Conjunctions: When and How to Use Them Properly

When using conjunctions in your literary work, be it articles, essays and papers, blog posts, or even literature, context and voice are the two key things to consider. A post made on a personal blog with the singular goal of representing an individual perspective may use informal, conversational tone which accepts any and all conjunctions in whatever impulse they may arise. People rarely speak in complete sentences and often add to their own points as they occur to them, resulting in many conjunctions at the beginning of these stream-of-consciousness phrases. In a literary tone that mimics an individual personal tone, it is necessary to write in whatever manner the subject speaks. Such a style is not attempting anything truly literary, and thus, unless that individual speaks with careful attention to literary rules and standards (or unless the person is incomprehensible in conversation), voice trumps rule. However, literary standards do apply in every other case.

Can You Start a Sentence With And?

Under no circumstance should any piece of serious writing start with the word ‘and’. The exception to this would be written dialogue in a novel, screenplay, or blog post. There is no other circumstance where starting a sentence with ‘and’ would not immediately degrade the quality of your work. You may use alternative synonyms such as ‘additionally’, ‘in addition’, or ‘furthermore’, but that depends entirely on the style you are pursuing. Bottom line: Can you start a sentence with And? No.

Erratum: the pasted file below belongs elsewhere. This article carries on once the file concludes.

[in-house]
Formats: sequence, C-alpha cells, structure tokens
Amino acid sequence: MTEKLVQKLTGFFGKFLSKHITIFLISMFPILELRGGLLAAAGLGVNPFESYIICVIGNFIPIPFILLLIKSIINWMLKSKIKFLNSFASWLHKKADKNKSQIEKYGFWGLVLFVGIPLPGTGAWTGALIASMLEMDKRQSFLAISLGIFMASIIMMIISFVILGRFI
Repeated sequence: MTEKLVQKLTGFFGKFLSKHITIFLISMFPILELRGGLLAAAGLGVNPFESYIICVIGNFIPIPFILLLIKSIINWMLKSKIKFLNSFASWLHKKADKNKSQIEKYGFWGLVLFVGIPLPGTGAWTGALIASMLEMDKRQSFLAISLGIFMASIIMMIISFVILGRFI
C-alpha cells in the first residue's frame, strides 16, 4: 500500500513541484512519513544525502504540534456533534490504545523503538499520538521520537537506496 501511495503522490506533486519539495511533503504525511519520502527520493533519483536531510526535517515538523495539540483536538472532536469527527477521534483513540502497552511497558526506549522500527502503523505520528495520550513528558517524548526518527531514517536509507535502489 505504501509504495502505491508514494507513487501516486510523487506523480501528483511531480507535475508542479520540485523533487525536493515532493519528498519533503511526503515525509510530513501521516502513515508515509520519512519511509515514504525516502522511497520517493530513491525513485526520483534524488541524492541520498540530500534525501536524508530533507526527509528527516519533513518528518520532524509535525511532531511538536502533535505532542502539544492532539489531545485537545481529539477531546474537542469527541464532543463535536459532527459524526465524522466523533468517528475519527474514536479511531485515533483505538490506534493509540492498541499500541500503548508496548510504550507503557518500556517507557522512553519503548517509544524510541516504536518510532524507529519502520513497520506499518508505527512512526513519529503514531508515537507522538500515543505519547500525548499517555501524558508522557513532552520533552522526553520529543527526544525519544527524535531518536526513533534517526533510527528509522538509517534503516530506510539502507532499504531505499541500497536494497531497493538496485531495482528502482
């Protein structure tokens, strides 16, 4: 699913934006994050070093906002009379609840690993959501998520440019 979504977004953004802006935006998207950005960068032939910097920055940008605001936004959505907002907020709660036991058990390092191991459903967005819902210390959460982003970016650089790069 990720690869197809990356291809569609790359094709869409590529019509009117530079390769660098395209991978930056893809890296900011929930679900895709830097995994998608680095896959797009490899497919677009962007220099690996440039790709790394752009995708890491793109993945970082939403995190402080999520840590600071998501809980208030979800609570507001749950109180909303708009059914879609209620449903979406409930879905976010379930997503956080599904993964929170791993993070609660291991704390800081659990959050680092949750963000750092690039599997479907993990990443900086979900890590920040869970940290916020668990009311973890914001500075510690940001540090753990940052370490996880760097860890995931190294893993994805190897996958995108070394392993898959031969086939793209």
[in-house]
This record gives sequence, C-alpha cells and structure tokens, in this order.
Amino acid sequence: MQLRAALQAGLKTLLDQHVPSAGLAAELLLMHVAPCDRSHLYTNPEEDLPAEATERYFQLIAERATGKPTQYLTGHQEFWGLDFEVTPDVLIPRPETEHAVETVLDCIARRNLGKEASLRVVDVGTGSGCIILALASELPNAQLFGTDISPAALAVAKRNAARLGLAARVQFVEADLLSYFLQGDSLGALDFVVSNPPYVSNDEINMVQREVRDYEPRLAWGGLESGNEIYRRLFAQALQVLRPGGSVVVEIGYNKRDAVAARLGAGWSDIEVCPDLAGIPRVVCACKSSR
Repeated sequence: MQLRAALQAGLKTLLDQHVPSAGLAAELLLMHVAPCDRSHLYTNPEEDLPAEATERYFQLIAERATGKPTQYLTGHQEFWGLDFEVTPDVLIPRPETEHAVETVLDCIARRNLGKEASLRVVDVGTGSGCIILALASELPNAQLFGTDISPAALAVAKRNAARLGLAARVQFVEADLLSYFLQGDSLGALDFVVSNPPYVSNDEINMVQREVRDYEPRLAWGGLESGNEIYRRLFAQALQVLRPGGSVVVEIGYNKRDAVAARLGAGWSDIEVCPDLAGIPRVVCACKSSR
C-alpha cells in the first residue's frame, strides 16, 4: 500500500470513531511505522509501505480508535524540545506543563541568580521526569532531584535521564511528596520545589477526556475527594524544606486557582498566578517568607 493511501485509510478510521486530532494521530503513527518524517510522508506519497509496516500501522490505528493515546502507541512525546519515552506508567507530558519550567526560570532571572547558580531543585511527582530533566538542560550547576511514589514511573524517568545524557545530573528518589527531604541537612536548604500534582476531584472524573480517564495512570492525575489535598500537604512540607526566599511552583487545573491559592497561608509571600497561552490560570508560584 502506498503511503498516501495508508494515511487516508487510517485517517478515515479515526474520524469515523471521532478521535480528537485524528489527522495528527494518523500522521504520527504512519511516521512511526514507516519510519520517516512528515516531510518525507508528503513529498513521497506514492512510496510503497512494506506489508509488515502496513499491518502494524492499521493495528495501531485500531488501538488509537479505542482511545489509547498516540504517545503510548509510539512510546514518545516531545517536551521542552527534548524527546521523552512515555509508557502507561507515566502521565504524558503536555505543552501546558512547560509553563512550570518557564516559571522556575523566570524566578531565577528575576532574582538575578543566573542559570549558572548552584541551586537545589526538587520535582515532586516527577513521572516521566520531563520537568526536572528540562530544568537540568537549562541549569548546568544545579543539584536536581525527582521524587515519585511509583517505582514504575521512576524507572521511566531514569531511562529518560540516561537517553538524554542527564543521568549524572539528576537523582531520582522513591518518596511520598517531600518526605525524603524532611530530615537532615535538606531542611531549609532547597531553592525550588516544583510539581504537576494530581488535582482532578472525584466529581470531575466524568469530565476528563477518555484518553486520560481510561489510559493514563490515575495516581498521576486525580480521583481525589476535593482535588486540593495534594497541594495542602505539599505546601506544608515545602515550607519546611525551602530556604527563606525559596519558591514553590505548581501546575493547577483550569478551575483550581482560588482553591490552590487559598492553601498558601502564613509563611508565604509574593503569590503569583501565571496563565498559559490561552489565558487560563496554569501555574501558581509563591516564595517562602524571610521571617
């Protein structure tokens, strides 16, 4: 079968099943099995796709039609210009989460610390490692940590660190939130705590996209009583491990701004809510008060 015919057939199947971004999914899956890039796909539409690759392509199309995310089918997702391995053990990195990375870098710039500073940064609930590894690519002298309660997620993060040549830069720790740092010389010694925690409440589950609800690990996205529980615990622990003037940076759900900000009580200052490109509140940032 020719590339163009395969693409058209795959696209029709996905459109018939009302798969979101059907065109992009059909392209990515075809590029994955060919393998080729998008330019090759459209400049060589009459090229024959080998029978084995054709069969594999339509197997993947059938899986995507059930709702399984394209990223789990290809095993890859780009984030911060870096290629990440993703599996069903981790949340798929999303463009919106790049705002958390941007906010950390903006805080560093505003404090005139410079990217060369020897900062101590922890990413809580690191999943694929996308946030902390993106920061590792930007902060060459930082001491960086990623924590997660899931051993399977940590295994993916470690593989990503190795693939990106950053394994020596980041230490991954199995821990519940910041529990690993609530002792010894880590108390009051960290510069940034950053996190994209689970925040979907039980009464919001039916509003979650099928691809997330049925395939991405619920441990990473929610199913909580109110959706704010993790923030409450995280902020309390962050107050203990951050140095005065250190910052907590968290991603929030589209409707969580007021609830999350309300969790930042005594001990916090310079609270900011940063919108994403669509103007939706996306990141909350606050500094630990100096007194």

Can You Start a Sentence With However?

Check the last sentence of the first paragraph. ‘However’ may be used correctly if the purpose of the new sentence is to offer a caveat on the claim of the previous. Many people need to assert academic authority when writing, and published non-fiction must hold itself to a particularly high standard. However, not everyone wishes to exude such a formal tone–and indeed, an overly formal tone in an informal context can be alienating and actually result in less effective communication. In some cases, ‘so’, would be more appropriate. Bottom line: Can you start a sentence with However? Yes. It is appropriate for both academic and informal style.

Can You Start a Sentence With Because?

Because there are many different ways to structure evidence and conclusion, there are several instance where it would be appropriate to begin a sentence with the word ‘because’. It would not be appropriate, for example, to write the following: Penelope is unhappy. Because her mother would not let her eat ice cream for breakfast.

However it would be appropriate to restructure the sentiment in the following way, retaining the first word: Because her mother would not let her eat ice cream for breakfast, Penelope was unhappy. Another, more academic example: Because of the rising levels of carbon dioxide in the atmosphere, the micro-climate of deforested areas are becoming unstable. As illustrated, a sentence may begin with ‘because’, provided the sentence is complete and contains the evidence first, followed by the conclusion. Bottom line: Can you start a sentence with Because? Yes, but only if you know what you’re doing.